The College’s theater crowd is in for a surprise when Lyric Theatre unveils its rendition of Henry Purcell’s “Dido & Aeneas” this Friday in the Don Evans Black Box Theatre. Director and College alumnus Aaron Cromie plans to inject puppetry and large masks, among other changes, into the 17th century Baroque play in order to make it more accessible to non-traditional opera fans.
“This will be a great show for students looking to give opera their first try,” Cromie, who graduated in 1994, said. “For those who already love opera, it will be a treat.”
“Dido & Aeneas” is adapted from a section of Virgil’s “Aeneid.” Tragic in the typical sense, Dido, queen of Carthage, falls in love with Aeneas who has fled Troy after defeat in the Trojan War. Of course, a group of mischievous witches decide to get involved and mess the whole thing up.
Many of Cromie’s planned modifications have to do with updating the piece, which was first performed in 1689 at an all-girls’ school.
“It’s an ancient text and an older opera in itself,” Cromie said. “We wanted to find a clear, clean, simple and fun way to tell the story while still presenting it in a dramatically effective way. The scene changes are abrupt; they go from zero to 60 in terms of emotion.”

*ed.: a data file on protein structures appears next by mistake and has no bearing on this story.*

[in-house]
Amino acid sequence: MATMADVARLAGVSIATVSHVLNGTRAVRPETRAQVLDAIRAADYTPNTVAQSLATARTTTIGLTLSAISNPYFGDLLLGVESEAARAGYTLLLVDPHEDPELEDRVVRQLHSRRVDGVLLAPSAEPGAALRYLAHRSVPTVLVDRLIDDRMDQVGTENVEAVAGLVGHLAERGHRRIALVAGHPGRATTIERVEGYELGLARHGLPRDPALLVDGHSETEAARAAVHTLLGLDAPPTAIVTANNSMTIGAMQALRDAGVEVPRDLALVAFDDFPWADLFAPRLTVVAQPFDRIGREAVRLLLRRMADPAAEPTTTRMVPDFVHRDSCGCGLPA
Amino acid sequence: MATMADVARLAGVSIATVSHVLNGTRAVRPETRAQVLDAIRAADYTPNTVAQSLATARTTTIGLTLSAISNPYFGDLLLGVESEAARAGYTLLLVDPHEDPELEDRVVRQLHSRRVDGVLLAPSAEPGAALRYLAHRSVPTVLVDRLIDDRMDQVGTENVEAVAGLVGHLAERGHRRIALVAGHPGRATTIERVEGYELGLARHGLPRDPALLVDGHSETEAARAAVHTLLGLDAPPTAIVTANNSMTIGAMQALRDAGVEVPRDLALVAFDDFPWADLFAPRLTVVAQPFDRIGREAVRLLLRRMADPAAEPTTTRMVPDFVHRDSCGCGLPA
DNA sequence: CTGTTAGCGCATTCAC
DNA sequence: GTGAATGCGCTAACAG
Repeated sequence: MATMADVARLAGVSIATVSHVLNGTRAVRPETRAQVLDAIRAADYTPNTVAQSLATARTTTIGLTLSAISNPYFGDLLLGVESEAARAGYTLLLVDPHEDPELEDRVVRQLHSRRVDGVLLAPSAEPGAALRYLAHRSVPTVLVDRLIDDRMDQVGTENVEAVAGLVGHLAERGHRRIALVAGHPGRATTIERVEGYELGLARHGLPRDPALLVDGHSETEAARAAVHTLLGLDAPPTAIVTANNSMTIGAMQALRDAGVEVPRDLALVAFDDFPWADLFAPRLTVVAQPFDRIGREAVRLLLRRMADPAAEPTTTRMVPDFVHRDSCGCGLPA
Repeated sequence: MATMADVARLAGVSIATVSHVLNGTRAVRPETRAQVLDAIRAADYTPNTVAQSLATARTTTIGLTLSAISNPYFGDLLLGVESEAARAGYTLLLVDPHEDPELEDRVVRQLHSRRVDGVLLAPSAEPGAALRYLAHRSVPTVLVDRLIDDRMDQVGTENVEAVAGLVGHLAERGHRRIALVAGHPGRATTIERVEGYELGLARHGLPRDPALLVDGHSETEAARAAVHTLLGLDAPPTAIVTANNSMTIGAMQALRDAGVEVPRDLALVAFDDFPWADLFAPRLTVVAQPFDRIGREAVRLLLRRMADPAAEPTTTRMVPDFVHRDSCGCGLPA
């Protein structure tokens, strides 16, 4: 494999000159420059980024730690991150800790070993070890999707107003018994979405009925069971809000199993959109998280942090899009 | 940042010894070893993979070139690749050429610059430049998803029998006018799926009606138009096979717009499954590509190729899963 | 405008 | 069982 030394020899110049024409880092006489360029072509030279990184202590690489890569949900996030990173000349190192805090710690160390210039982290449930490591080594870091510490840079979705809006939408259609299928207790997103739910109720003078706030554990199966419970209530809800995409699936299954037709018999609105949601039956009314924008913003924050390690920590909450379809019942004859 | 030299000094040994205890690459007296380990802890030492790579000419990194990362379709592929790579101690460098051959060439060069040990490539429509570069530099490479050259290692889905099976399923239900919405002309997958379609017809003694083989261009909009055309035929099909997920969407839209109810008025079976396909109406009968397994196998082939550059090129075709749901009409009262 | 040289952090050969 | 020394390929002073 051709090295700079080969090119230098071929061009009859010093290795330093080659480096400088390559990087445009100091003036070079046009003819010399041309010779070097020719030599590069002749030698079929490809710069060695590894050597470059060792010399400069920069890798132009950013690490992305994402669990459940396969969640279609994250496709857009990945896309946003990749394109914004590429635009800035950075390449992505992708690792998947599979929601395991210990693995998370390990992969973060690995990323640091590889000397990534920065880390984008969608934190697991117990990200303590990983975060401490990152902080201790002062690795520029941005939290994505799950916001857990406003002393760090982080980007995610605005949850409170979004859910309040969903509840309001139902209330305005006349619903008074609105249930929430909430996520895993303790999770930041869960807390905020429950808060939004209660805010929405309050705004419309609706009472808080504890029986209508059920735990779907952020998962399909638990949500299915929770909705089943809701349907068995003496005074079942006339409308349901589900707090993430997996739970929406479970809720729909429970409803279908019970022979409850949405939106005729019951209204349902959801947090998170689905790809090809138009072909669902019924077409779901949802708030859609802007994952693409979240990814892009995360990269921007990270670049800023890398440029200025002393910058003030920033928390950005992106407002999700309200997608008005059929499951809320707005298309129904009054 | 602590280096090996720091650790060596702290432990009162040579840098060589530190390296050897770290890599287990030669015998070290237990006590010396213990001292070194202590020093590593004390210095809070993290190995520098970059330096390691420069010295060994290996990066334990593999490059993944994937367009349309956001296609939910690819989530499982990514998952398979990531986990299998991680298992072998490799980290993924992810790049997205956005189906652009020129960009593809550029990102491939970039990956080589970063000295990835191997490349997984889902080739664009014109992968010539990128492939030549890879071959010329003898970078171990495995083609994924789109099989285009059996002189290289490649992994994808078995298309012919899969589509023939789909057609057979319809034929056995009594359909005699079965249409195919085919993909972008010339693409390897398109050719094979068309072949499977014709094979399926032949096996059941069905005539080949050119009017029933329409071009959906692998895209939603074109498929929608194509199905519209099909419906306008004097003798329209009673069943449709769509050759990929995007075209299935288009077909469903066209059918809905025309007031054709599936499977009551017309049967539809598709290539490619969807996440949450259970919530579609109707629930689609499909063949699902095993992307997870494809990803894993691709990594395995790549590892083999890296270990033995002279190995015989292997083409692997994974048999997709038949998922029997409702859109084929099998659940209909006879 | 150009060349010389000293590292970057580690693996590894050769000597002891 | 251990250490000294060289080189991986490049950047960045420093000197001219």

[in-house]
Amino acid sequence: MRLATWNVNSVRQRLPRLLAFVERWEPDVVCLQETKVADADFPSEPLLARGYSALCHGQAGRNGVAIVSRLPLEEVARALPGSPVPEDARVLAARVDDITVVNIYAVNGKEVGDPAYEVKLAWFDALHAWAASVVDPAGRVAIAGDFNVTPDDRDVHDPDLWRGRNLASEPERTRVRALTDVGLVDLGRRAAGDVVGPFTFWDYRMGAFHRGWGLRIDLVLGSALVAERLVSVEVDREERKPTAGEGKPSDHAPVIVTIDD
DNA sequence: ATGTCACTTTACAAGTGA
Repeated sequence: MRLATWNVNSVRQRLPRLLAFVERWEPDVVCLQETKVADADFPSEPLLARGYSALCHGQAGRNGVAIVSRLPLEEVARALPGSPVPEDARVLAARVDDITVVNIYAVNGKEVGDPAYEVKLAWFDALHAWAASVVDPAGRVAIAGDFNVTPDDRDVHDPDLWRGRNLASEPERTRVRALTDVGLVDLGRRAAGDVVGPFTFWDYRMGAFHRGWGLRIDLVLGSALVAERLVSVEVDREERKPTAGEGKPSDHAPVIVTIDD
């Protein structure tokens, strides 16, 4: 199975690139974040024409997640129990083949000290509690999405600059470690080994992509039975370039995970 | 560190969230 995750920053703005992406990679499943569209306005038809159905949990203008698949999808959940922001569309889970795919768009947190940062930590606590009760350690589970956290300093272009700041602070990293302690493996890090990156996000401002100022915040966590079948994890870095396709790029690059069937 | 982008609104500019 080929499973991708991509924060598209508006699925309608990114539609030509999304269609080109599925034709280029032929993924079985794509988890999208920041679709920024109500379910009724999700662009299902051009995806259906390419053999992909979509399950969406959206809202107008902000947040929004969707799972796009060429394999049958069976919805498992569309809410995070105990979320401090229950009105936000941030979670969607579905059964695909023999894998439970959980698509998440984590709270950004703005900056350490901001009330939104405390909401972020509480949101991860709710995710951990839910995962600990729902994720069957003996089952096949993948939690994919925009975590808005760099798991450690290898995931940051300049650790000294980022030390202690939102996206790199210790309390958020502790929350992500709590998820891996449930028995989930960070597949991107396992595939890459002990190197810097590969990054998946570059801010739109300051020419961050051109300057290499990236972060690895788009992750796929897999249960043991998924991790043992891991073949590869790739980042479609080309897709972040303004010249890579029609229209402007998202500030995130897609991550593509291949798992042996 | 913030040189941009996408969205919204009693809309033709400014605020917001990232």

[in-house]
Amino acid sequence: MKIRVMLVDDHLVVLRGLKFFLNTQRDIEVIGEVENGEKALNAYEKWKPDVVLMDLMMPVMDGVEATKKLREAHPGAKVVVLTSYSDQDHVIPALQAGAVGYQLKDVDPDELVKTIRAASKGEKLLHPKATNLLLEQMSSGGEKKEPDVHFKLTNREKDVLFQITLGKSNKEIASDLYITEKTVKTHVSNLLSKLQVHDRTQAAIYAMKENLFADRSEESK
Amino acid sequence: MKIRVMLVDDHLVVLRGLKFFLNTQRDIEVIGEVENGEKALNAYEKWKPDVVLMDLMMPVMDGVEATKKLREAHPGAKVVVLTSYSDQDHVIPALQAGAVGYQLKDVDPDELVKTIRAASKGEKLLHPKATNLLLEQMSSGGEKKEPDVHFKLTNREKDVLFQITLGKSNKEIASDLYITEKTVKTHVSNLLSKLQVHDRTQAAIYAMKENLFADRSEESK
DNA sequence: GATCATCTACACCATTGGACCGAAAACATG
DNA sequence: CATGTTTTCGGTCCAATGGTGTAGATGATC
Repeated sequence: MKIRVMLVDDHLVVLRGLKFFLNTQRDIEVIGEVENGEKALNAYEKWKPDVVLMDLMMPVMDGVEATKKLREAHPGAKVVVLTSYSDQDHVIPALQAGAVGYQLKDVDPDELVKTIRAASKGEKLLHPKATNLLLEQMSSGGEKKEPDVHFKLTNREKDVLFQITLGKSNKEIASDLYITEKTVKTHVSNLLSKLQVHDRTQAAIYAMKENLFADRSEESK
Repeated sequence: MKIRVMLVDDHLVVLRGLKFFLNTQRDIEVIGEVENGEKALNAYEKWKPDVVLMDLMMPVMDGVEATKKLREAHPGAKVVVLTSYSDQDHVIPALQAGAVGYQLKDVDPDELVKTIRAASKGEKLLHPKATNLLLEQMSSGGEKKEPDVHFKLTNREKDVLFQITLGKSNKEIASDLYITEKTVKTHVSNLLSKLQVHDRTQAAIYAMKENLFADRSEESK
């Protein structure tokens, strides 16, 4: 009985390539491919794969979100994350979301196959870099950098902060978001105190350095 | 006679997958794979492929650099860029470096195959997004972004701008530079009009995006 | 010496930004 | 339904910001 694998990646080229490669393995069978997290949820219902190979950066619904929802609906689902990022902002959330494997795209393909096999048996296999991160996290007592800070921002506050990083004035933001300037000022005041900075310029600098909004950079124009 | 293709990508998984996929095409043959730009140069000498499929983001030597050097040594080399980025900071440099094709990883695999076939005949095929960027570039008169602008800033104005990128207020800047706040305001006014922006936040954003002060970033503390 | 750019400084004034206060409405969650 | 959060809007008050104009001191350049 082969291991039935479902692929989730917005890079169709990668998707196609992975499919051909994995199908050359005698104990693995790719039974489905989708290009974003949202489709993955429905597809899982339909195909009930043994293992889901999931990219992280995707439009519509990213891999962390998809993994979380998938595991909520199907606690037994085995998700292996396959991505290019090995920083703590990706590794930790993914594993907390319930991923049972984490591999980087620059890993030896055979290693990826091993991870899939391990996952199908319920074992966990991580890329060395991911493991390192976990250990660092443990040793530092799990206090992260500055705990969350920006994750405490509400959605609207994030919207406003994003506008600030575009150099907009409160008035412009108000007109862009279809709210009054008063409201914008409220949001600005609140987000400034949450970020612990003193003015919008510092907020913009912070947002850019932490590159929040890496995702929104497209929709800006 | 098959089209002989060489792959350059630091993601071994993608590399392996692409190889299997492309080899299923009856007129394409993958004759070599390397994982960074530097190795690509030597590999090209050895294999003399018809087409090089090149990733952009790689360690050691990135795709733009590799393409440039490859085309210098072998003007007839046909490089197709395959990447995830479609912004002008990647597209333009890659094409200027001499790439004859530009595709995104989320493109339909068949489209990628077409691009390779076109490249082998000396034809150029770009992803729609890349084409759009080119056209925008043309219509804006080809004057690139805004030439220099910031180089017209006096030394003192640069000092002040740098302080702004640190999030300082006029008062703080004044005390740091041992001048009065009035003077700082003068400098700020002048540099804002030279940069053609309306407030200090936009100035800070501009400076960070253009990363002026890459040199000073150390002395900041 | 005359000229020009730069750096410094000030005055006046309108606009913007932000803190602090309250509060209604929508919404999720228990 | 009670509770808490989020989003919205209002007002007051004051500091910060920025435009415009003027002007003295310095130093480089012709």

Cromie is a multi-talented theatre artist based out of Philadelphia. His area of expertise is in puppetry and puppet craft. Some of his machinations are on permanent display in the Folger Shakespeare Library.
“I posed the question ‘What would happen if guests at a dinner party wanted to entertain each other by telling a story?’ In one scene, the guests each take on a role in the story and tell it within the context of the puppets,” Cromie said. “For the witches’ coven we have a few monster masks, some of which are human sized and others that are five times the size of a normal head.”
Opening night for “Dido & Aeneas” will be on Nov 2. at 8 p.m. in the Black Box Theatre. Performances will also be held on Nov 3 at 8 p.m., Nov. 4 at 3 p.m., Nov. 9 and 10 at 8 p.m., and finally on Nov. 11 at 3 p.m. Admission will be $5 for students and $10 for general admission.